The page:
This year’s Retail Week Live will include the unveiling of our Innovation Report - Retail 2020. Caroline Parry finds out what the study and associated session have in store for delegates
Augmented reality supermarkets, personal shoppers via video conferencing and personalised pricing are just some of the innovations expected to transform the retail industry in the second half of this decade.
Taken from case studies collected from retailers across the world, these innovations are just a handful taken from the first Innovation Report - Retail 2020 report, which will be unveiled at Retail Week Live on March 13.
The exclusive report, carried out by research consultancy GDR Creative Intelligence, examines how the industry will change over the next seven years, and what forces and influences are shaping it.
In a session led by Kate Ancketill, chief executive and founder of GDR, the findings of the report will be laid out as three key themes - the store and its evolution, omnichannel and the customer.
The role of the store, according to Ancketill, will become more personalised and less transactional than it is at present, and physical stores will increasingly be used as showrooms that exist for service provision and relationship development.
Integrated customer service
She highlights Dixons in the UK, where staff are incentivised to direct customers to the website or to use in-store tablets to help customers, and to US menswear etailer Bonobos, which has launched bricks-and-mortar “guide” shops so customers can meet its assistants, also known as guides.
The “guides” help customers to find the right fit and styles that suit them. Orders are taken via an iPad then delivered to the customer’s home. These preferences are stored in the customer’s online account, meaning clothing in the correct size can be suggested every time they return to the site.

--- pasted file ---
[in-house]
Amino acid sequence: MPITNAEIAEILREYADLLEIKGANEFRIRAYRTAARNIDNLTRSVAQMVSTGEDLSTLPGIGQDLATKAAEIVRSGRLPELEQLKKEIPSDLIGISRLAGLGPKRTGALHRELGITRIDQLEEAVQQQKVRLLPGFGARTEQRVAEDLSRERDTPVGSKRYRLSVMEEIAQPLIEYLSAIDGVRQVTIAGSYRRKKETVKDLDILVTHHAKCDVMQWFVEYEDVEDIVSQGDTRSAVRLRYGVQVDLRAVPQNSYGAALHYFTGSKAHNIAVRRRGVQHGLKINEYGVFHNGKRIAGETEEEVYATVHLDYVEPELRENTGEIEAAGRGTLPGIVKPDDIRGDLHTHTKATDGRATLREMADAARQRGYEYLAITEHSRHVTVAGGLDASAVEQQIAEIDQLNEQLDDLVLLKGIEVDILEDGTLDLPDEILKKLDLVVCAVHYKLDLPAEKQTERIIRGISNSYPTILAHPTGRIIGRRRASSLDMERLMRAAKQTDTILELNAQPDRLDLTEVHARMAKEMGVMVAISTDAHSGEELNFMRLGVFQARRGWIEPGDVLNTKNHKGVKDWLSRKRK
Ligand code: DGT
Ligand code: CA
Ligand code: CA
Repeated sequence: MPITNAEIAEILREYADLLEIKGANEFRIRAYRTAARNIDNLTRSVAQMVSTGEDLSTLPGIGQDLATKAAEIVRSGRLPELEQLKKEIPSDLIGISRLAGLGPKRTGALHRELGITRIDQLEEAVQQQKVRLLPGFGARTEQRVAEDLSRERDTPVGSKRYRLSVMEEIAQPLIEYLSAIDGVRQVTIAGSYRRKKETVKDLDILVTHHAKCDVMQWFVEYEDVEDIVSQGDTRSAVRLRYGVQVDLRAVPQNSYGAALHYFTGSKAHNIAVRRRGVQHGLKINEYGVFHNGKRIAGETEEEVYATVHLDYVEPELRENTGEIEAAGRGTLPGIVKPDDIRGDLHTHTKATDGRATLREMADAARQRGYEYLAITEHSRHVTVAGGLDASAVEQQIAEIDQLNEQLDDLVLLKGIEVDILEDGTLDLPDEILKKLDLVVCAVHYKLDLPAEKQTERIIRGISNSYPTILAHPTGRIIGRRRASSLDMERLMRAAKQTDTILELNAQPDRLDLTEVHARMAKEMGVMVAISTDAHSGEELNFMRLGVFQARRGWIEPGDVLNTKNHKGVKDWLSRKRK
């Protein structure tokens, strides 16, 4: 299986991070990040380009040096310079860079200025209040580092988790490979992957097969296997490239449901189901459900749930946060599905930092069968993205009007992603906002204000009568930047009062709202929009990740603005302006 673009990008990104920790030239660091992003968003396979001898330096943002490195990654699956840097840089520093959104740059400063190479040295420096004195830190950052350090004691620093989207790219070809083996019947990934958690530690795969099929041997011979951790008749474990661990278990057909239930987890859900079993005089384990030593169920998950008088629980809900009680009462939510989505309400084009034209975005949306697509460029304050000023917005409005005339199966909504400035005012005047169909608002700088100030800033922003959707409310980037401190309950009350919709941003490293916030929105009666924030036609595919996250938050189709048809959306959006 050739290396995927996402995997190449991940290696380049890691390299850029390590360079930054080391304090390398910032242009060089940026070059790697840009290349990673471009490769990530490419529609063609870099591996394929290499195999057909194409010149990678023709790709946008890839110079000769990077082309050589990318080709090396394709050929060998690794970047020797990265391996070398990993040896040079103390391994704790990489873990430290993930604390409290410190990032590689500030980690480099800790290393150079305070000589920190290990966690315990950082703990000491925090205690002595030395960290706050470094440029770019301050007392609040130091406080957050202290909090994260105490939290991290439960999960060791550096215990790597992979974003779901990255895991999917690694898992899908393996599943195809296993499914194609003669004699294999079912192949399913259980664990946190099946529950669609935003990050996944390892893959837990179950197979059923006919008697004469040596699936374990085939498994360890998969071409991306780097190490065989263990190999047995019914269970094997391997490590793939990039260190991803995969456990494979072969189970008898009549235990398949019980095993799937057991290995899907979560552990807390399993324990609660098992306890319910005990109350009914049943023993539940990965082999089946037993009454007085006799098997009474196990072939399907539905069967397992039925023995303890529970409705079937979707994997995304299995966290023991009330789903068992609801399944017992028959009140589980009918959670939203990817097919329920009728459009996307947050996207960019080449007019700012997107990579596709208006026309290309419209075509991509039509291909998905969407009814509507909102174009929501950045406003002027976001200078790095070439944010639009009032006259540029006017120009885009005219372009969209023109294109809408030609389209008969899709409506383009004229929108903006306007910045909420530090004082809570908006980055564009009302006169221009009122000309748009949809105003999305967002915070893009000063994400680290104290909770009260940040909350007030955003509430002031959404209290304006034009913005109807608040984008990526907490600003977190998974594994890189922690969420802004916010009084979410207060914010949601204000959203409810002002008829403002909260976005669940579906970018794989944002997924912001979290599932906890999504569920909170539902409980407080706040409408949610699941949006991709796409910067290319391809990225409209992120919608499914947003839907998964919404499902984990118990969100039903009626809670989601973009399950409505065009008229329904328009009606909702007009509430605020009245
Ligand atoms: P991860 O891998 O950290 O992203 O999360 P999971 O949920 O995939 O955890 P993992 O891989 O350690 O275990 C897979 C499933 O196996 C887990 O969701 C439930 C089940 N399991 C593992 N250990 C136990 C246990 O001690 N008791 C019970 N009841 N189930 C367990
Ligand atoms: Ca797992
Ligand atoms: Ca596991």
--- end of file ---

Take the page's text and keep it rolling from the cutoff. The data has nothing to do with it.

Meanwhile, the in-store guides become a familiar service touchpoint for customers, providing their email and phone number in case they wish to use the service again. The retailer claims that purchases at a guide shop are nearly double the average order value than at Bonobos.com.
This highlights how the role of shop assistants will change, says Carmel Allen, editor in chief of GDR. “They will be engaging with customers more both online and in-store, becoming a greater part of the integrated service proposition.
“Stores will no longer just be available during 9am to 5pm and that will make a much greater use of staff. It will mean they become more like stylists or experts in their fields,” she adds.
Tying in with this, the report will also outline how there will be an ever-closer connection between the store and home, and the store and mobile screens. Retail Week Live delegates will hear an exclusive case study about a retailer already making this a reality thanks to new technology that allows customers to shop from home and video link with a sales assistant in-store, who will be equipped with a tablet.
More routes to market
Moving on to omnichannel, Ancketill will examine how the concept has changed. It used to be about closing the circle between on and offline, but
now the circle is widening as routes to market evolve.
Online fashion retailer Very’s V Festival pop-up store is a perfect example of this widening circle. Revellers could browse and order from its bespoke
festival collection on their mobiles and pick purchases up within an hour. Orders from its wider range could be fulfilled by the next day.
Shoppers without a smartphone could order from Very staff with iPads, and all customers were given access to Very ‘Glam Pods’ - complete with hair straighteners and other beauty products - to change in.
This section of Retail Week Live will also examine the rise of dual-screen viewing and the growth of 24-hour window shopping. Ancketill explains: “This will mean the ability to get a product from a window display or billboard on to a mobile so you can buy it.”
Chinese online superstore Yihaodian will provide a progressive case study for this section through its augmented reality stores. Launched last October, the retailer has opened 1,000 virtual stores in a variety of places, everywhere from the threshold of competitor stores to key tourist destinations.